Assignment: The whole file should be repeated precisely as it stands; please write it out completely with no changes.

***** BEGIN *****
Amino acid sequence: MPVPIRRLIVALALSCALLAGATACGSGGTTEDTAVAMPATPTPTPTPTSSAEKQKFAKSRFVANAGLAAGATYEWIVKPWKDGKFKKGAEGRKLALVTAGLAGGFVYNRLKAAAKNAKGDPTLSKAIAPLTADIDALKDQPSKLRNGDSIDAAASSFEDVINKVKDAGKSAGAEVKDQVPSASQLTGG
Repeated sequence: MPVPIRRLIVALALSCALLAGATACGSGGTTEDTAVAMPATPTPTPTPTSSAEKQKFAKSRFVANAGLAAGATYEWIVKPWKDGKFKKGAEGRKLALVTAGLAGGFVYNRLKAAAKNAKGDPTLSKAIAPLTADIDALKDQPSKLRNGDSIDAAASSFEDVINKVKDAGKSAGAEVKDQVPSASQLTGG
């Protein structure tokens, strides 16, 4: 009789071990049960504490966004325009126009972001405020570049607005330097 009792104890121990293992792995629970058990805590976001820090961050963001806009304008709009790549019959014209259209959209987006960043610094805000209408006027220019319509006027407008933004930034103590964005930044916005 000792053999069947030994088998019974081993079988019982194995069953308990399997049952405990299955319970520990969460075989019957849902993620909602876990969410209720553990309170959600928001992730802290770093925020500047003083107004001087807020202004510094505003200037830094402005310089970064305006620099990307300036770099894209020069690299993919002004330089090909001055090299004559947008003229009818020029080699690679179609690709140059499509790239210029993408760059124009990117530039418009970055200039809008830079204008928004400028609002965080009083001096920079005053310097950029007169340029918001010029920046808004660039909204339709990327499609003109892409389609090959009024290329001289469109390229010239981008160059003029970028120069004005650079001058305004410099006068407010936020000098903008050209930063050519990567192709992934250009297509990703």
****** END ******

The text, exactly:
Amino acid sequence: MPVPIRRLIVALALSCALLAGATACGSGGTTEDTAVAMPATPTPTPTPTSSAEKQKFAKSRFVANAGLAAGATYEWIVKPWKDGKFKKGAEGRKLALVTAGLAGGFVYNRLKAAAKNAKGDPTLSKAIAPLTADIDALKDQPSKLRNGDSIDAAASSFEDVINKVKDAGKSAGAEVKDQVPSASQLTGG
Repeated sequence: MPVPIRRLIVALALSCALLAGATACGSGGTTEDTAVAMPATPTPTPTPTSSAEKQKFAKSRFVANAGLAAGATYEWIVKPWKDGKFKKGAEGRKLALVTAGLAGGFVYNRLKAAAKNAKGDPTLSKAIAPLTADIDALKDQPSKLRNGDSIDAAASSFEDVINKVKDAGKSAGAEVKDQVPSASQLTGG
């Protein structure tokens, strides 16, 4: 009789071990049960504490966004325009126009972001405020570049607005330097 009792104890121990293992792995629970058990805590976001820090961050963001806009304008709009790549019959014209259209959209987006960043610094805000209408006027220019319509006027407008933004930034103590964005930044916005 000792053999069947030994088998019974081993079988019982194995069953308990399997049952405990299955319970520990969460075989019957849902993620909602876990969410209720553990309170959600928001992730802290770093925020500047003083107004001087807020202004510094505003200037830094402005310089970064305006620099990307300036770099894209020069690299993919002004330089090909001055090299004559947008003229009818020029080699690679179609690709140059499509790239210029993408760059124009990117530039418009970055200039809008830079204008928004400028609002965080009083001096920079005053310097950029007169340029918001010029920046808004660039909204339709990327499609003109892409389609090959009024290329001289469109390229010239981008160059003029970028120069004005650079001058305004410099006068407010936020000098903008050209930063050519990567192709992934250009297509990703």